As the term suggests, when operating as a sole trader you’re running your business as an individual. Being a sole trader merely means that there’s no legal distinction between the owner and the business.
As a sole trader, you’ll be –
- Personally responsible for any losses your business makes
- Personally responsible for any of your businesses bills
- Personally responsible for keeping accurate records of your businesses sales and spending.
The tax responsibilities
To keep HMRC happy, sole traders need to do the following things –
As is the case for limited companies, failure to meet these obligations could mean hefty penalties.
So why be a sole trader?
Many freelancers begin as sole traders, due to the relative ease of setting-up and the comparatively small administrative burden involved.
The extra paperwork involved in going limited (Annual accounts, Corporation Tax Return etc.) is avoided as a sole trader. Operating in this manner is much simpler thanks to the fact that you’re only submitting a self-assessment (and perhaps a VAT return).
Accountancy costs can also be cheaper and you’ll avoid the constant menace of IR35 too, as these HMRC rules only apply to those operating as a limited company.
Disadvantages of being a sole trader
The biggest downside comes in the form of unlimited liability, meaning should your business incur any losses your personal property or belongings could be up for grabs by your creditors.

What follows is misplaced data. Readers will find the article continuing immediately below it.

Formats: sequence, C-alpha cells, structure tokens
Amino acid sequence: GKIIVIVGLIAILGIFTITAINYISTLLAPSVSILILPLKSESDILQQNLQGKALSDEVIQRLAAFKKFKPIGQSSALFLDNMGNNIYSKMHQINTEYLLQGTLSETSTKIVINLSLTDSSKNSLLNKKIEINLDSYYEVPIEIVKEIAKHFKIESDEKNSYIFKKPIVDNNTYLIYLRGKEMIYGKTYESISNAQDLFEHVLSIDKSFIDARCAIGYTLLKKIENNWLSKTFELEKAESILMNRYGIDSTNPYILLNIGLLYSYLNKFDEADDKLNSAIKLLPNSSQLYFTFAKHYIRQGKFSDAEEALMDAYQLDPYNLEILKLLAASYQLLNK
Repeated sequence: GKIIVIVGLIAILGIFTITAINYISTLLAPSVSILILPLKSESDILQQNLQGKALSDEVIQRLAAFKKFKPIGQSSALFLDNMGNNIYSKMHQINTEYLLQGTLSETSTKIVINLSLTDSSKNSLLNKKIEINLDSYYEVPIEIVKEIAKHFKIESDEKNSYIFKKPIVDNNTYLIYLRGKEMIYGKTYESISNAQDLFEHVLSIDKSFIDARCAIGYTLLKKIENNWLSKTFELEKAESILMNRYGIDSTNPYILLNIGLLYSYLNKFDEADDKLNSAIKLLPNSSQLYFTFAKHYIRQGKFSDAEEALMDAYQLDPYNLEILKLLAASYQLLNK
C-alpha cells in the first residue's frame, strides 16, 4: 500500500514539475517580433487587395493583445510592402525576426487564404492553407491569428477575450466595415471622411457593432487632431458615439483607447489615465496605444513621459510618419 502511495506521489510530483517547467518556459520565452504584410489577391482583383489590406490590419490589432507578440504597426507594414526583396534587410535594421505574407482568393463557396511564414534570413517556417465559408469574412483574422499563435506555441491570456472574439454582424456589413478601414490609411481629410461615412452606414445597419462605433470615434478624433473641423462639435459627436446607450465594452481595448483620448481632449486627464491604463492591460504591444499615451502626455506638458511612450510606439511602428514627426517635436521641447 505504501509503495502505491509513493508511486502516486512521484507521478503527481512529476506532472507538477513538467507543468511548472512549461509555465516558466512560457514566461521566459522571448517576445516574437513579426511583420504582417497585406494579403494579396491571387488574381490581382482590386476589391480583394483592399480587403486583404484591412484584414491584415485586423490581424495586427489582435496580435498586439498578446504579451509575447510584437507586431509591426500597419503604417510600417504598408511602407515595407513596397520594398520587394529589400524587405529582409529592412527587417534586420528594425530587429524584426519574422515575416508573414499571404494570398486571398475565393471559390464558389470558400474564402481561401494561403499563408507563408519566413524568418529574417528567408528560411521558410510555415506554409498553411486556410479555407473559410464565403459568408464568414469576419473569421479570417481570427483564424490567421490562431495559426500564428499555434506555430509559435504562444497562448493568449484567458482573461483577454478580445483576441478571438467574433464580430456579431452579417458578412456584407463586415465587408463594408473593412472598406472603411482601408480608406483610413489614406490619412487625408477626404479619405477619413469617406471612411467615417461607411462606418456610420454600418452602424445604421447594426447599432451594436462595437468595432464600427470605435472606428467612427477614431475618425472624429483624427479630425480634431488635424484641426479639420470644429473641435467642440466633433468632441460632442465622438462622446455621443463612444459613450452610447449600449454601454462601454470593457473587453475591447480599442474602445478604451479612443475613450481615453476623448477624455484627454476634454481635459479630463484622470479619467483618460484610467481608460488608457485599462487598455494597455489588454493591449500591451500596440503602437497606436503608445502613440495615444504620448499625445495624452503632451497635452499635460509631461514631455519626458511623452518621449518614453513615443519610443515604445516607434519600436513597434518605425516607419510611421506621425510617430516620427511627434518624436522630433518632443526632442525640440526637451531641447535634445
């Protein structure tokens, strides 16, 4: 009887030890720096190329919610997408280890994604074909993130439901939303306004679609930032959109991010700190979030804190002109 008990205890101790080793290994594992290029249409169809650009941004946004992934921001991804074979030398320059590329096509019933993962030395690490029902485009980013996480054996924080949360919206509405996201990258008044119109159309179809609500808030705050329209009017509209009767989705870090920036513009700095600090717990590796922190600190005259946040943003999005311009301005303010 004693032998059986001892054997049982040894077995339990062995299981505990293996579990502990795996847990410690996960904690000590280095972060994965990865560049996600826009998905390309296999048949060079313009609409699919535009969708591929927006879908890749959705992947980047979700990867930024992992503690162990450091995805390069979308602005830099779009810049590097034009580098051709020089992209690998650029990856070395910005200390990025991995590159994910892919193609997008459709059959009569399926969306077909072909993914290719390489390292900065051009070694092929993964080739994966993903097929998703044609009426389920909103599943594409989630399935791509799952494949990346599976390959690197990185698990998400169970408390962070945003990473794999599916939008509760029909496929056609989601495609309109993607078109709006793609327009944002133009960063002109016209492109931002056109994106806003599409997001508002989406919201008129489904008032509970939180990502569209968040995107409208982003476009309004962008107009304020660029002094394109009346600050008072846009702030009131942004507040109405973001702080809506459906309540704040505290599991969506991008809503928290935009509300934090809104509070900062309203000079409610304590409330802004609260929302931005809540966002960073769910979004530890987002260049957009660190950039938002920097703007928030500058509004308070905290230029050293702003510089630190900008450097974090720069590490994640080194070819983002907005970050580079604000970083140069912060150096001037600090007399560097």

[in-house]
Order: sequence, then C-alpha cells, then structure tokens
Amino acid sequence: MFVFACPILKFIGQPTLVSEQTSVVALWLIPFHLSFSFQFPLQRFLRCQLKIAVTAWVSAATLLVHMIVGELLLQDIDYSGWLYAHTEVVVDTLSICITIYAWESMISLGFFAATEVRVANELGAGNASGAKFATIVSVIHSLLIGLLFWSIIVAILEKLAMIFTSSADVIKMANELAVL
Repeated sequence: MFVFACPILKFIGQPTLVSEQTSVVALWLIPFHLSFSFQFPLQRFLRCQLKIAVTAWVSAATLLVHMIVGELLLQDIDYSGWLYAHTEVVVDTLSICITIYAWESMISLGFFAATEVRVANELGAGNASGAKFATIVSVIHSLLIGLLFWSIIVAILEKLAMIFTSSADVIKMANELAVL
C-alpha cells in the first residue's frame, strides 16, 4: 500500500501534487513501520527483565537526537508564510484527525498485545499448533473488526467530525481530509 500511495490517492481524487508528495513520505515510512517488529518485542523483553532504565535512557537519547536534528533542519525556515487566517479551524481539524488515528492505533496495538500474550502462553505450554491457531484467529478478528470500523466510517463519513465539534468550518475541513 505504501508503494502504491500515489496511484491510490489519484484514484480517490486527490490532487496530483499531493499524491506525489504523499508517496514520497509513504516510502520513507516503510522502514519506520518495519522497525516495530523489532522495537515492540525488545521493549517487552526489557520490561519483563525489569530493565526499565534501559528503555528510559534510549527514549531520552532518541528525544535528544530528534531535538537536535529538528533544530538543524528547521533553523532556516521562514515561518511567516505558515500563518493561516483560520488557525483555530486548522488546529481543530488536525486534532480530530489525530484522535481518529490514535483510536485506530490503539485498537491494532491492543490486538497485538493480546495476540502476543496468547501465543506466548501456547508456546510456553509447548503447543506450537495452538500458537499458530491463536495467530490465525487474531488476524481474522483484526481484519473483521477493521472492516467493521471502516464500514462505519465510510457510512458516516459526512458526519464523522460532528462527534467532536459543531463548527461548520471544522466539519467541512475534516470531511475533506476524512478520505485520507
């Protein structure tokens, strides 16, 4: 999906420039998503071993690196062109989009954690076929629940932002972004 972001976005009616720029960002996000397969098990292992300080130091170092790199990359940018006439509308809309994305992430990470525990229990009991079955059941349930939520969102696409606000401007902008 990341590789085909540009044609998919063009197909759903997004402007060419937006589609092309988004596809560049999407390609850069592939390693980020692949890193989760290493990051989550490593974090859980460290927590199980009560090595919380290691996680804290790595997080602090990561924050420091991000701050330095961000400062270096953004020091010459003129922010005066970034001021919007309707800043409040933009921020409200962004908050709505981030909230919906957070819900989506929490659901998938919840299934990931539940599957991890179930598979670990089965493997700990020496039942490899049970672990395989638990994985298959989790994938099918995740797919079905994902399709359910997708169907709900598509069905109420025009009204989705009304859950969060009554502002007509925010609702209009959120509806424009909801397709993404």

This can happen because, in the eyes of the law, there is no difference between the person running the business and the business itself. When it comes to chasing money owed by a business, a sole trader has to settle up. The sole trader is liable for any debts that the business incurs.
Sole traders are also subject to certain rules when it comes to naming your business. Sole trader names aren’t allowed to:
- Include ‘limited’, ‘Ltd’, ‘limited liability partnership’, ‘LLP’, ‘public limited company’ or ‘plc’
- Be offensive
- Be the same as an existing trademark.
Sole trader names also can’t contain any ‘sensitive’ words or expressions, nor can the name suggest a link to any government or local authority – unless you get permission. Gov.uk provides a helpful list to what constitutes a ‘sensitive’ word, what names you can use and which ones you should steer clear of. Your business name will need to feature on any official paperwork, such as invoices.
Operating as a sole trader can be tax inefficient, and going limited could offer the potential for greater profitability once your earnings go over a certain threshold.
Greater employability and greater borrowing power can come with incorporating too, as banks and big business are generally more wary of doing business with sole traders.
The sole trader structure is often considered better for the rookie freelancer, whilst going limited will generally suit the more seasoned freelancer. An accountant can tell you when the right time might be to make the move to a limited company.
Is being a sole trader right for my business?
It depends, we’ve written an article on sole trader vs. limited company vs umbrella company that discusses the pros and cons. For personal advice on what is best for you, you should speak to an accountant. We offer a free consultation where our advisers guide you through this and more. You can call us on 0333 311 8000 or you can book a callback. We’ll be happy to help you find the right structure for your business.